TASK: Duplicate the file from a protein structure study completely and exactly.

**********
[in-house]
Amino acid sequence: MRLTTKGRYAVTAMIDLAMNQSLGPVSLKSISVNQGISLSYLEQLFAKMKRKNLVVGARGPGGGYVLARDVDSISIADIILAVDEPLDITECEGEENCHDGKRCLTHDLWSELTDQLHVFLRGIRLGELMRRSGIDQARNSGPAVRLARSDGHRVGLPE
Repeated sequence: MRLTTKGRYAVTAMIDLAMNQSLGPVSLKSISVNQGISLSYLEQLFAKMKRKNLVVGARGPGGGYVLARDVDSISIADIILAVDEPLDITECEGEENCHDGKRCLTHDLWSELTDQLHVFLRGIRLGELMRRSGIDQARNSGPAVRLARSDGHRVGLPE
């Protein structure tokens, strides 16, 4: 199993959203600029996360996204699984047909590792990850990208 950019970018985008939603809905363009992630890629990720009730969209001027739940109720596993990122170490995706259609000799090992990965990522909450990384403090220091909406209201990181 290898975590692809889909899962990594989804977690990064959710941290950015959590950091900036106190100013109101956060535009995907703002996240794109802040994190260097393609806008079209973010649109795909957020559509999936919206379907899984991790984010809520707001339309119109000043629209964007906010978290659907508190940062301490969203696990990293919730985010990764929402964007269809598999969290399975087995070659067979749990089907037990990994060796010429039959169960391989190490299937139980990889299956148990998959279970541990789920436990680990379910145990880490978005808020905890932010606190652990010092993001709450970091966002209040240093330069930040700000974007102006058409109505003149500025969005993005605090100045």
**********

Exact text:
[in-house]
Amino acid sequence: MRLTTKGRYAVTAMIDLAMNQSLGPVSLKSISVNQGISLSYLEQLFAKMKRKNLVVGARGPGGGYVLARDVDSISIADIILAVDEPLDITECEGEENCHDGKRCLTHDLWSELTDQLHVFLRGIRLGELMRRSGIDQARNSGPAVRLARSDGHRVGLPE
Repeated sequence: MRLTTKGRYAVTAMIDLAMNQSLGPVSLKSISVNQGISLSYLEQLFAKMKRKNLVVGARGPGGGYVLARDVDSISIADIILAVDEPLDITECEGEENCHDGKRCLTHDLWSELTDQLHVFLRGIRLGELMRRSGIDQARNSGPAVRLARSDGHRVGLPE
């Protein structure tokens, strides 16, 4: 199993959203600029996360996204699984047909590792990850990208 950019970018985008939603809905363009992630890629990720009730969209001027739940109720596993990122170490995706259609000799090992990965990522909450990384403090220091909406209201990181 290898975590692809889909899962990594989804977690990064959710941290950015959590950091900036106190100013109101956060535009995907703002996240794109802040994190260097393609806008079209973010649109795909957020559509999936919206379907899984991790984010809520707001339309119109000043629209964007906010978290659907508190940062301490969203696990990293919730985010990764929402964007269809598999969290399975087995070659067979749990089907037990990994060796010429039959169960391989190490299937139980990889299956148990998959279970541990789920436990680990379910145990880490978005808020905890932010606190652990010092993001709450970091966002209040240093330069930040700000974007102006058409109505003149500025969005993005605090100045």